Is Youtube a viable option for teaching History?

Rodger

Ad Honorem
Jun 2014
5,535
US
#12
I have watched quite a few history lessons on YouTube. Of course, the source has to be considered. Moreover, given that today's youth use YouTube regularly, it is certainly a viable - if not a preferred - vehicle for the transmission of history lessons.
 
Nov 2013
678
Texas
#13
Teach history on youtube

I''d say yes


Teaching is more of a function than a vocation; so I think teaching history as a function or hobby via youtube might be better than teaching it professionally or as part of a conformist institute (which,it seems, is already too research oriented).
 

Bart Dale

Ad Honorem
Dec 2009
7,095
#14
I''d say yes


Teaching is more of a function than a vocation; so I think teaching history as a function or hobby via youtube might be better than teaching it professionally or as part of a conformist institute (which,it seems, is already too research oriented).
I think some use of youtube is ok, but not exclusively. Part of teaching history should include examining sources, and determining how we know what we know about historu. Analysing sources is much harder with youtube than a well written book, and it is easier for a youtuber just to repeat popular but false myths (like Columbus having to convince people the earth was round), and get away with it.

Youtube is much better at giving an good overview, of how history ties together, than reading a dull history book. But it is much harder for someone to check the claims of what is said in the youtube than in a good book that has proper references. Of course, if all you want to do is give people a sense of history so they have perspective, and not concerned about the accuracy so much, youtube may be all you need.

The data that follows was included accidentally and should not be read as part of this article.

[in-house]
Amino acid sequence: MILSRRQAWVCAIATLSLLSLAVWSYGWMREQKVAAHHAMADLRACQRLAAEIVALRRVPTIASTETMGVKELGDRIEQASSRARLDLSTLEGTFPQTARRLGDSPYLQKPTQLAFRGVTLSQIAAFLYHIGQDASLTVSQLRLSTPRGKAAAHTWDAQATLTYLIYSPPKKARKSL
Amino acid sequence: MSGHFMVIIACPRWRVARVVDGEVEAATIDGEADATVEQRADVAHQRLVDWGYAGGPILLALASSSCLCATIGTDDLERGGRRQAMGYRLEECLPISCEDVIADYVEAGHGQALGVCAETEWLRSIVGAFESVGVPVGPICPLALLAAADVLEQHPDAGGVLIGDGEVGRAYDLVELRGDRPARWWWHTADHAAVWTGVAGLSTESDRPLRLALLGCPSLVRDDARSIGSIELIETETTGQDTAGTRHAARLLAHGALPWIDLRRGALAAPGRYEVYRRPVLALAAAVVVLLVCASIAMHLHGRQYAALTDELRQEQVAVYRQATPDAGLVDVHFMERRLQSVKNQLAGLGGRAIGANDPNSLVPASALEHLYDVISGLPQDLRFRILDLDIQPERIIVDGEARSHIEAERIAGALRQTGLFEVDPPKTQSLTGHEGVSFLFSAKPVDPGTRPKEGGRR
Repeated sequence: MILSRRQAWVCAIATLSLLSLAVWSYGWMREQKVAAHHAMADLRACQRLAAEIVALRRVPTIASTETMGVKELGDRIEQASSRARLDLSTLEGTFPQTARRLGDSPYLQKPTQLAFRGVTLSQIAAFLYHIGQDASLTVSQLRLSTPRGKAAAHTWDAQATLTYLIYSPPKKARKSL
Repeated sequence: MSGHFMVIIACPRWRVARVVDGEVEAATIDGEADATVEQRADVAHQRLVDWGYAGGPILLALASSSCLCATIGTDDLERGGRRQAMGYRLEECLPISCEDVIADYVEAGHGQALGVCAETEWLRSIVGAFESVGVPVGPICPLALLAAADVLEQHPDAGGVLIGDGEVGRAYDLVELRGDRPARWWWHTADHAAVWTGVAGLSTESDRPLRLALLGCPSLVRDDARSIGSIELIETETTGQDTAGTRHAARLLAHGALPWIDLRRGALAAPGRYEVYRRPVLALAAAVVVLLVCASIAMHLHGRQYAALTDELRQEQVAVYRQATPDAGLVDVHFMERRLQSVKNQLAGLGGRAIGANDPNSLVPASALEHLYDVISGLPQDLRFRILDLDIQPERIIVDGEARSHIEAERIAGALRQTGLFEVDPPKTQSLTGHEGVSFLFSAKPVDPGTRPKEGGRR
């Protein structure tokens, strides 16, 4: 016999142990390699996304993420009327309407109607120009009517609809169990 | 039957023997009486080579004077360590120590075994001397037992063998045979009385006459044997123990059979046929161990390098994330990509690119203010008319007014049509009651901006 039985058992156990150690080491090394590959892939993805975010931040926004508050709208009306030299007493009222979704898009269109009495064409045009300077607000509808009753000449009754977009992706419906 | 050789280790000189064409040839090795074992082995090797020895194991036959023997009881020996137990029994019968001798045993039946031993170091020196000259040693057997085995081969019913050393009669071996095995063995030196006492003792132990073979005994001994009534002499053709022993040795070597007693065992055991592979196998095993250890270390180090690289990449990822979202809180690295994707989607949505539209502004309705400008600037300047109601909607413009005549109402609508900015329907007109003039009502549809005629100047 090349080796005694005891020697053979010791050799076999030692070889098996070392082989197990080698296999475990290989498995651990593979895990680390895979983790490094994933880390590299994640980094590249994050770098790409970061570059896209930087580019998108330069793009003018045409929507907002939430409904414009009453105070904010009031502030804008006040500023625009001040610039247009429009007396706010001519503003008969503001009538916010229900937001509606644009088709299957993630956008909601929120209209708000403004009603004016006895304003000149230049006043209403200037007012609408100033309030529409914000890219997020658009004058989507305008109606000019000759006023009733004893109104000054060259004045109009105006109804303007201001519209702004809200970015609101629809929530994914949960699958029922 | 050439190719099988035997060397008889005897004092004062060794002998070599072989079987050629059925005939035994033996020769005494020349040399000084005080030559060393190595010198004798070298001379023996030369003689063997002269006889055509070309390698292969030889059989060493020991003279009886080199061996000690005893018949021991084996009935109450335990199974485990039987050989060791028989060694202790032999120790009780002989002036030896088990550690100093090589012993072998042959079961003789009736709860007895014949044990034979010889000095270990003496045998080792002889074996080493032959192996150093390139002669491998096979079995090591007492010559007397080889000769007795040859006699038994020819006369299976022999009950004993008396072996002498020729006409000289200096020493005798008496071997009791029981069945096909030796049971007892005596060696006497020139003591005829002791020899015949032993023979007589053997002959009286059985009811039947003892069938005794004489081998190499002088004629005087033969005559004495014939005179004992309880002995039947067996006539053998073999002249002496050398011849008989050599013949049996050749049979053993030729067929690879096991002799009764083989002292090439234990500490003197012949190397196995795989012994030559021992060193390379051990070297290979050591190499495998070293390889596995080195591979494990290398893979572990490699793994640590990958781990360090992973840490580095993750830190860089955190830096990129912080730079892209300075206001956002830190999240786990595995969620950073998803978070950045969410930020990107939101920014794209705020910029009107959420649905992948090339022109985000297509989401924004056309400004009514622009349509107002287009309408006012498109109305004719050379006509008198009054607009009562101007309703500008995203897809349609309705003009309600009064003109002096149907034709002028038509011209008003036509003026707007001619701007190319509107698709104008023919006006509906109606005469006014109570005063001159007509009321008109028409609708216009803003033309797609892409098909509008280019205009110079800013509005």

Viperlord

Ad Honorem
Aug 2010
8,101
VA
#15
Yes, but check what appears in the recommended sidebar (view it outside of your own account to be sure), it takes surprisingly few leaps from legitimate videos to end up in some very unsettling territory on YouTube sometimes.
 

Frank81

Ad Honorem
Feb 2010
4,968
Canary Islands-Spain
#16
Youtube put the art of teaching back in the 19th century with 21th century technology. A magistral, expositive, unidirectional (mostly, comments and chat can modify this a little, just a little) lesson which the source of knowledge provide to the consumer (not just student, but in this case consumer).
 

Tulius

Ad Honorem
May 2016
4,838
Portugal
#17
Youtube put the art of teaching back in the 19th century with 21th century technology. A magistral, expositive, unidirectional (mostly, comments and chat can modify this a little, just a little) lesson which the source of knowledge provide to the consumer (not just student, but in this case consumer).
Fully agree.

Some decades ago, in Portugal, we had the TV School. Exactly what you mean: magistral, expositive, unidirectional. But at least the content was usually quite correct, that isn’t the case in YouTube, and generally speaking in the net.
 

pugsville

Ad Honorem
Oct 2010
8,485
#19
Youtube is essentially unmoderated. The Quality is extremely variable. I'm a big watcher of you tube videos and I have found many very interesting and informative videos.

I think tendency for short videos that often reduce things to over simplification. the Devil is in the detail.
 

Bart Dale

Ad Honorem
Dec 2009
7,095
#20
Youtube is essentially unmoderated. The Quality is extremely variable. I'm a big watcher of you tube videos and I have found many very interesting and informative videos.

I think tendency for short videos that often reduce things to over simplification. the Devil is in the detail.
Students over their life are going to see a lot of unmoderated sources on their own. Perhaps a valuable training in history class is to teach students how to evaluate these unmoderated sources on their own.


And sometimes simplification can be a good thing. Real history can be very complex, and sometimes it is important to bolil down things to their essentials. The big picture can get lost in the details. While it may oversimplify things, the Civil War really was about slavery at it's root. Keep in mind, that most students will neither have the energy or time to delve into l.the details, and it is better to give them a simplified big picture history of events than none at all.